Light reflector and dxffuser
US 1365319 A
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LIGHTREFLECTOR AND DIFFUSER.
APPLICATION HLED VJULY 31, 1919.
1,365,319. Patented Jan. 11, 1921.
'54 a 5M 6'50. 2). fi'zrswo ,4 ATTORNEYS.
GEORGE D. HAZARD, OF SAN FRANCISCO, CALIFORNIA.
LIGHT REFLECTOR AND DIFFUSER.
Specification of Letters Patent.
Patented Jan. 11, 1921.
Application filed July 31, 1919. Serial No. 314,438.
To all whom it may concern:
Be it known that I, GEORG D. HAZARD, a citizen of the United States, and a resident of the city and county of San Francisco, State of California, have invented a certain new and useful Light Reflector and Diffuser, of which the following is a specification.
The invention relates to a light reflector and diffuser, particularly adapted for use as a motor vehicle headlight, but capable of advantageous use in other ways.
An object of the invention is to produce a light reflector and diffuser which produces a substantially glareless light.
A further object of the invention is to produce a headlight which produces a whitelight.
The invention possesses other advantageous features, some of which, with the foregoing, will be set forth at length in the following description, where I shall outline in full that form of the invention which I have selected for illustration in the drawings accompanying and forming part of the present specification. In said drawings I have shown one form of light reflector and diffuser of my invention, but it is to be understood that I do not limit myself to such form, since the invention as expressed in the claims may be embodied in a plurality of forms.
Referring to said drawings:
Figure 1 is a perspective view of the headlight of my invention.
Fig. 2 is a front elevation of the headlight.
Fig. 3 is a vertical longitudinal section of the headlight.
The light reflector and diffuser of my invention is particularly adapted for use as an automobile headlight, since it produces a bright lighting of the road ahead and does not produce the glare which is highly obj ectionable. The headlight produces a substantially even distribution of light over the road for a long distance ahead and, without producing a glare, produces a strong diffused light. The device comprises a parabolic, or substantially parabolic, reflector 2, the axis of which is preferably inclined to the horizontal so that substantially all of the reflected light is directed downward against the road. The reflector 2 is provided with a socket 3 for receiving the stem of an incandescent lamp. The parabolic reflector is comparatively small so that only a. fraction of the light from the lamp falls thereon. Springing forward from the reflector and preferably co-axial therewith is a shell at, preferably ellipsoidal in form. This shell may be made of metal, paper fiber, or other material, and is coated on its inner surface with a white light diffusing material. For this material I have used a mixture of ground flake white and turpentine, with excellent results. The diffusion shell projects forward a sufficient distance so that the outer portion thereof is substantially parallel with the axis of the reflector. The outer or forward portion of the diffusion surface is, therefore, sloped downwardly at the upper portion, to cause the greater portion of the diffused light to be directed toward the road. The bottom portion of the shell 4: is omitted or cut away on a plane inclined to the axis of the reflector and in the aperture so formed is a substantially flat plate 5, which, when the fixture is used as a head light, is substantially horizontal. The upper surface of the plate is coated with a light diffusing material and preferably a material, such as green paint, which has the power of absorbing yellow rays, so that the light discharged from the headlight is deficient in yellow rays, and is, therefore, substantially white. The inclination of the axis of the ellipsoidal shell with respect to the plane of the plate 5 is such that the plate springs outward from the rear portion of the shell a short distance below the lower edge of the reflector 2. The shell is, therefore, domeshaped with a flat floor. The flat floor prevents the lower axially directed rays of light from passing axially from the head.- light and causes them to be broken up and diffused. The diffused light within the shell acts as a screen for the directly-reflected rays, depriving them of their intensity and overcoming the glare that they would otherwise produce. The lune-shaped opening in the front of the fixture may be closed with any desirable form of transparent or translucent lens.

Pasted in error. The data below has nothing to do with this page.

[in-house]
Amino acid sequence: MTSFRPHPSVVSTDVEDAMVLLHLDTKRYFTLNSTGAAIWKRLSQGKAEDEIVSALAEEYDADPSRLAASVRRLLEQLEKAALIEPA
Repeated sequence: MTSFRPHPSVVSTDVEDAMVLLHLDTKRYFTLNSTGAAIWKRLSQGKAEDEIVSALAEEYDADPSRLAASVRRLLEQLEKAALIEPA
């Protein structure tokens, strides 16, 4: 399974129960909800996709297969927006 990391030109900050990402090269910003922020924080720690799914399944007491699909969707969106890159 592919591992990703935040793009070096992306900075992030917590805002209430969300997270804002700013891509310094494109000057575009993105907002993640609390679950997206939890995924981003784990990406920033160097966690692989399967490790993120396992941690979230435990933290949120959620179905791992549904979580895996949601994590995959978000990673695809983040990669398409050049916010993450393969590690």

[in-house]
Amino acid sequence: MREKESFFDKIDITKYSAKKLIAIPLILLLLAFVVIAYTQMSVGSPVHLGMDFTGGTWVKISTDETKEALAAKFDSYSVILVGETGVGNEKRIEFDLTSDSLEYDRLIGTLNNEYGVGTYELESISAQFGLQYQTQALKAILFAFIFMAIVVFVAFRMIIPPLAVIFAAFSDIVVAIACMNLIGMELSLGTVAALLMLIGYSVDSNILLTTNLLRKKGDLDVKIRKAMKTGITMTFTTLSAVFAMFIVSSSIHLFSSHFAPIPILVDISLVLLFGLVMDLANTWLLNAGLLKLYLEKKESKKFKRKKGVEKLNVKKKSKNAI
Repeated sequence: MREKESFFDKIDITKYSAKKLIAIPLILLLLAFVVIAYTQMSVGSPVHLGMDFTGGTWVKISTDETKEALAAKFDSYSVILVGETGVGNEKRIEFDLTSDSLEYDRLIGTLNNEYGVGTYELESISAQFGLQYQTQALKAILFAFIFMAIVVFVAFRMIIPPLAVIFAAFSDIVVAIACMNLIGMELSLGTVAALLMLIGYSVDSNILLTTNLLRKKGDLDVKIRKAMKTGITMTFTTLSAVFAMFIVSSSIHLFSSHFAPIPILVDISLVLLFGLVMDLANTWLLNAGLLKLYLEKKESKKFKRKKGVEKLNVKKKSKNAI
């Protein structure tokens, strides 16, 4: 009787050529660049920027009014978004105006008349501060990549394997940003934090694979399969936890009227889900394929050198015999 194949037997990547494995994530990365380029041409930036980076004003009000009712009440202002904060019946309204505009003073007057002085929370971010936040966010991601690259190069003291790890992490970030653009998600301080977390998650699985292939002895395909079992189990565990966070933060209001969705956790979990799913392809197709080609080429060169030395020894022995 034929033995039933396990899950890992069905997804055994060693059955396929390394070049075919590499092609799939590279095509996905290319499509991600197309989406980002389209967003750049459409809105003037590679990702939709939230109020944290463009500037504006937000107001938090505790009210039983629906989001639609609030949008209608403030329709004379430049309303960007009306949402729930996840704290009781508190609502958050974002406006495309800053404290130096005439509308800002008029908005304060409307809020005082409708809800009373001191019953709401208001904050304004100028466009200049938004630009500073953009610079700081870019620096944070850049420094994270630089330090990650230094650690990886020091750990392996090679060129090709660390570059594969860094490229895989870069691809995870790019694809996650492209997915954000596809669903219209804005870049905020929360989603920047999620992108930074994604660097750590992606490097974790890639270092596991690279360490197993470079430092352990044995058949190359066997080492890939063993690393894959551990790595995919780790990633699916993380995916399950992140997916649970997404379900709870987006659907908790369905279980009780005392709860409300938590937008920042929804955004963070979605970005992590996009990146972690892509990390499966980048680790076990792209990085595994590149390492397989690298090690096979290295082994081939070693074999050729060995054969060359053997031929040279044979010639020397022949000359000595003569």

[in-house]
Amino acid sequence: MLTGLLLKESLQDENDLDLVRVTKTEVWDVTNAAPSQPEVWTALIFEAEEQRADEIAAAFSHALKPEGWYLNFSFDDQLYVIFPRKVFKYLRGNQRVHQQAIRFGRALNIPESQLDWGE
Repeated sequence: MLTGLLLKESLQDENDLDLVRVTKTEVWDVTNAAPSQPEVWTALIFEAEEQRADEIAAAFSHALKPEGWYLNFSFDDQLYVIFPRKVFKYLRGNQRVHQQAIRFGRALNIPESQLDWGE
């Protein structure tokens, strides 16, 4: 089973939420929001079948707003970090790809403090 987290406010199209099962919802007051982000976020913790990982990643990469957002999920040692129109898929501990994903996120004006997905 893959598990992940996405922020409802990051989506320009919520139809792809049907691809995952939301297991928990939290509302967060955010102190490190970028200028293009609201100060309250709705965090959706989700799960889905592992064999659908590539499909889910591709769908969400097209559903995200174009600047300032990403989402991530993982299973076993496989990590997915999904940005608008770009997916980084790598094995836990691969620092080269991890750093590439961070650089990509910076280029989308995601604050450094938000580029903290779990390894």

1. A lighting fixture comprising a domeshaped shell having a flat floor and terminating in a lune-shaped opening, a coating of white light-diffusing material on the inner face of the shell, a coating of green lightdiffusing material on said floor, and a parabolic reflector arranged in the back of said shell adapted to reflect light through said opening, the axis of the reflector lying at an angle to the plane of the floor.
2. A lighting fixture comprising a truncated ellipsoidal shell, open at one end, said 5 truncation being inclined toward said open end With respect to the axis of said shell, a
fiat floor covering said opening caused by said truncation, a coating of color light diffusing material on said floor, a light difi'us- 10 ing material on said shell, and a reflector mounted in said shell opposite its open end, the axis of said reflector being co-axial with the axis of said shell.
In testimony whereof, i have hereunto set my hand at San Francisco, California, this 15 18th day of July, 1919.
GEORGE D. HAZARD.
In presence of- H. G. PROST.